Article first published: Friday, Sep. 22, 2023, 5 a.m. ET
Article last updated: Friday, Sep. 22, 2023, 8 a.m. ET
On Friday at 8 am, the National Hurricane Center issued an advisory stating that the potential tropical cyclone is 250 miles east-southeast of Charleston South Carolina and 245 miles south of Cape Hatteras North Carolina, with maximum sustained wind of 50 mph. It’s moving 14 mph to the north.
"... the center of the low will approach the coast of North Carolina tonight, and then move across eastern North Carolina, southeastern Virginia, and the Delmarva Peninsula Saturday and Sunday." forecasters explained. "Some strengthening is forecast during the next day or so, and the low is expected to become a tropical storm before it reaches the coast of North Carolina." They also said "Regardless of whether it becomes a tropical storm, the system is expected to bring tropical-storm conditions to portions of the southeast and mid-Atlantic coasts."
The National Hurricane Center issued the first advisory for a potential tropical cyclone at 11 am yesterday (Thursday).
SUMMARY OF WATCHES AND WARNINGS IN EFFECT:
A Storm Surge Warning is in effect for:
- Duck North Carolina to Chincoteague Virginia
- Chesapeake Bay south of Windmill Point
- Neuse and Pamlico Rivers
- Portions of Pamlico and Albemarle Sounds
A Tropical Storm Warning is in effect for:
- Cape Fear North Carolina to Fenwick Island Delaware
- Albemarle and Pamlico Sounds
- Tidal Potomac south of Cobb Island
- Chesapeake Bay south of North Beach
A Storm Surge Watch is in effect for:
- Surf City to Duck North Carolina
- Chesapeake Bay north of Windmill Point to Smith Point
- Tidal Potomac south of Colonial Beach
- Remainder of Pamlico and Albemarle Sounds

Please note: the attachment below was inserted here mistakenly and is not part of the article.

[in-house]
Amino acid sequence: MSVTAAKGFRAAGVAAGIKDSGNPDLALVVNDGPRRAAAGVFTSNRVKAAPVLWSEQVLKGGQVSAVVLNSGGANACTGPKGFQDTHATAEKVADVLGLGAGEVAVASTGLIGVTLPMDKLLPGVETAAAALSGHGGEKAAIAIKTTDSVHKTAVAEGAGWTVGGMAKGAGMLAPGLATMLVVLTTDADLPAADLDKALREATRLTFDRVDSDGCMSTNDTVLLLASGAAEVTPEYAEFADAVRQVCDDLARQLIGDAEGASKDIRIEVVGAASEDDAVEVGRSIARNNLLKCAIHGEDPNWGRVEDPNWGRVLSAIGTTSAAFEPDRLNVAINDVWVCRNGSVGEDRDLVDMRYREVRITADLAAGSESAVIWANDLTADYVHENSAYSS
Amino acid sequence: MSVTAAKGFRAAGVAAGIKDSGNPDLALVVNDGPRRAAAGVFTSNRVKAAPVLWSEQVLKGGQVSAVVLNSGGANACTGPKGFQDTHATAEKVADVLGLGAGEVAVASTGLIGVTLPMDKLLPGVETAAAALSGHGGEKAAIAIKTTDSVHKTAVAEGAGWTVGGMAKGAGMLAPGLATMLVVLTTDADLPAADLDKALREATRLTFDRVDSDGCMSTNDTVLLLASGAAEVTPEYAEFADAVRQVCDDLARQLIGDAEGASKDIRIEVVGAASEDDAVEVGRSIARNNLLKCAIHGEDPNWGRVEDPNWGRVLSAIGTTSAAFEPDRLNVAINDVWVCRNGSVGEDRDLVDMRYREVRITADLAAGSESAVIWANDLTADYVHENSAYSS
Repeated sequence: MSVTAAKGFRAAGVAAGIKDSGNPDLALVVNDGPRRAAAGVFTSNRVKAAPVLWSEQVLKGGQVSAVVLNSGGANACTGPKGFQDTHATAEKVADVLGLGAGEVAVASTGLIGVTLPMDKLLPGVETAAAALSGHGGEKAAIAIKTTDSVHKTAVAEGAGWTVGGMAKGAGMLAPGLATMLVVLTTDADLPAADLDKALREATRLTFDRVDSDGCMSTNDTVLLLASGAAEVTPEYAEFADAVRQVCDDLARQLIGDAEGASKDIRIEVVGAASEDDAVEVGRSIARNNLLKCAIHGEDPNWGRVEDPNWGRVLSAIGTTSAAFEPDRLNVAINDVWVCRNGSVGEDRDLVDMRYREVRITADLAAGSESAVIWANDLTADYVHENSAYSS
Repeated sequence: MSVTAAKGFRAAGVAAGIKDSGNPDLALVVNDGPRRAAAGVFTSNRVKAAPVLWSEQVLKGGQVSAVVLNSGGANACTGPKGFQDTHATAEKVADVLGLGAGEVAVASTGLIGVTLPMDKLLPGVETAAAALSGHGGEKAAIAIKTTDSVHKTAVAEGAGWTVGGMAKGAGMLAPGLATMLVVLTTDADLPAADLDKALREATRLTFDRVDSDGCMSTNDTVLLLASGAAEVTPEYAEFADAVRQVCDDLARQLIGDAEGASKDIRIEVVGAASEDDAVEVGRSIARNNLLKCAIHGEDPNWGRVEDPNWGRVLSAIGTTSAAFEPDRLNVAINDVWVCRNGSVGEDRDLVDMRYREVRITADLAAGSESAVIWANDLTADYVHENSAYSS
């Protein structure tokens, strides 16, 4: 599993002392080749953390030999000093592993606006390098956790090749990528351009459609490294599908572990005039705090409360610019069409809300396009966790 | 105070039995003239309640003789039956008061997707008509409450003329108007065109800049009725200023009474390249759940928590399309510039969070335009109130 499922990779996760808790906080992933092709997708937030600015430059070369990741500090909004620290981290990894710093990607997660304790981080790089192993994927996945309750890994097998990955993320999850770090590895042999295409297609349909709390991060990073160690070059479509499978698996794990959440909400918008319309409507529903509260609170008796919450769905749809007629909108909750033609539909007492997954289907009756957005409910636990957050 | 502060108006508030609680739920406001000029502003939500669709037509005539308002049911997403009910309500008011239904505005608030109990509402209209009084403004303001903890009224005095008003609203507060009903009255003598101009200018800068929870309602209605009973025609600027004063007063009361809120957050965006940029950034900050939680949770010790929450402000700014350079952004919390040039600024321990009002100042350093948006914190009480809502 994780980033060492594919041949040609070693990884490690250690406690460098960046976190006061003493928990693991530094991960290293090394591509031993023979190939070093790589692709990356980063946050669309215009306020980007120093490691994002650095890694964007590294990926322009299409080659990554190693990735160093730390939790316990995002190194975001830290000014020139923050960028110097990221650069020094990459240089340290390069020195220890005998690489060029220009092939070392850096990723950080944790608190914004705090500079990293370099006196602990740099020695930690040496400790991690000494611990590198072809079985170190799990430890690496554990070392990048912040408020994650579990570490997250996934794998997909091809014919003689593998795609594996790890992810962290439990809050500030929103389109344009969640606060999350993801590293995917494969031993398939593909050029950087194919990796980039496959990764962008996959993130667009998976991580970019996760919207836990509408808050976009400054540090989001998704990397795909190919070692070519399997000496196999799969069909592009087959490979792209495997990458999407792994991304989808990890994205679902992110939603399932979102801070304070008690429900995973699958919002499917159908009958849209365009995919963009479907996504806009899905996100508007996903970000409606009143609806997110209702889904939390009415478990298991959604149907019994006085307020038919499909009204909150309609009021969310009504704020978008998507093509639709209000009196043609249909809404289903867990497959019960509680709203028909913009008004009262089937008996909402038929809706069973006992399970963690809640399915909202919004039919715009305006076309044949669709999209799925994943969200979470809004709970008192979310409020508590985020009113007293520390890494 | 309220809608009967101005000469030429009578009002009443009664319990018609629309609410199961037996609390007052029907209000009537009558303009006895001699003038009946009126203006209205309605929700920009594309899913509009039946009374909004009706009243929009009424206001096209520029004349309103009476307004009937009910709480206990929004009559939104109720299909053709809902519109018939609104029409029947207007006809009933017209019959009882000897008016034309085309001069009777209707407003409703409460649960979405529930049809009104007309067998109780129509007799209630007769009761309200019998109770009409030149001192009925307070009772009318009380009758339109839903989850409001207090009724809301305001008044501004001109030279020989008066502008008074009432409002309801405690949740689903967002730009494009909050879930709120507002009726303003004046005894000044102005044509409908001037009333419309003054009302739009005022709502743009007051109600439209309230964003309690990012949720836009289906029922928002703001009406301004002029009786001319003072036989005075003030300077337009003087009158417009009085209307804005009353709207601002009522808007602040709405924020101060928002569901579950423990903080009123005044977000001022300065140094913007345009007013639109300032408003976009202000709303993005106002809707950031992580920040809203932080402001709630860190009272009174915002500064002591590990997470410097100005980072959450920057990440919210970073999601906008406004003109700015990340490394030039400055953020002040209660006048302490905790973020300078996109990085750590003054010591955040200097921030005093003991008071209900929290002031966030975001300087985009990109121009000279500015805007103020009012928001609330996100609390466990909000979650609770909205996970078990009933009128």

A Storm Surge Warning means there is a danger of life-threatening inundation, from rising water moving inland from the coastline, during the next 36 hours in the indicated locations. For a depiction of areas at risk, please see the National Weather Service Storm Surge Watch/Warning Graphic, available at hurricanes.gov. This is a life-threatening situation. Persons located within these areas should take all necessary actions to protect life and property from rising water and the potential for other dangerous conditions. Promptly follow evacuation and other instructions from local officials.
A Tropical Storm Warning means that tropical storm conditions are expected somewhere within the warning area within 36 hours.
A Storm Surge Watch means there is a possibility of life- threatening inundation, from rising water moving inland from the coastline, in the indicated locations during the next 48 hours. For a depiction of areas at risk, please see the National Weather Service Storm Surge Watch/Warning Graphic, available at hurricanes.gov.
HAZARDS AFFECTING LAND:
STORM SURGE: The combination of a dangerous storm surge and the tide will cause normally dry areas near the coast to be flooded by rising waters moving inland from the shoreline. The water could reach the following heights above ground somewhere in the indicated areas if the peak surge occurs at the time of high tide...
Neuse and Bay Rivers...3-5 ft Pamlico and Pungo Rivers...3-5 ft Chesapeake Bay south of Colonial Beach...2-4 ft Surf City, NC to Chincoteague, VA...2-4 ft Albemarle Sound...2-4 ft South Santee River, SC to Surf City, NC...1-3 ft Chincoteague, VA to Manasquan Inlet, NJ...1-3 ft Upper Chesapeake Bay...1-3 ft Delaware Bay...1-3 ft
The deepest water will occur along the immediate coast in areas of onshore winds, where the surge will be accompanied by dangerous waves. Surge-related flooding depends on the relative timing of the surge and the tidal cycle, and can vary greatly over short distances.
WIND: Tropical storm conditions are expected to first reach the coast within the warning area in North Carolina later this morning, and spread northward through Saturday.
RAINFALL: The system is forecast to produce 3 to 5 inches of rainfall, with localized amounts of 7 inches, across eastern North Carolina into southeast Virginia into Saturday. Across remaining portions of the Mid-Atlantic into southern New England, 2 to 4 inches of rainfall are forecast from late today into Sunday. This rainfall may produce isolated urban and small stream flooding impacts.
SURF: Swells generated by this system will be affecting much of the east coast of the United States through this weekend. These swells are likely to cause life-threatening surf and rip current conditions.
TORNADOES: A few tornadoes are possible beginning tonight through Saturday for portions of the Mid-Atlantic Coast.
Source: National Hurricane Center
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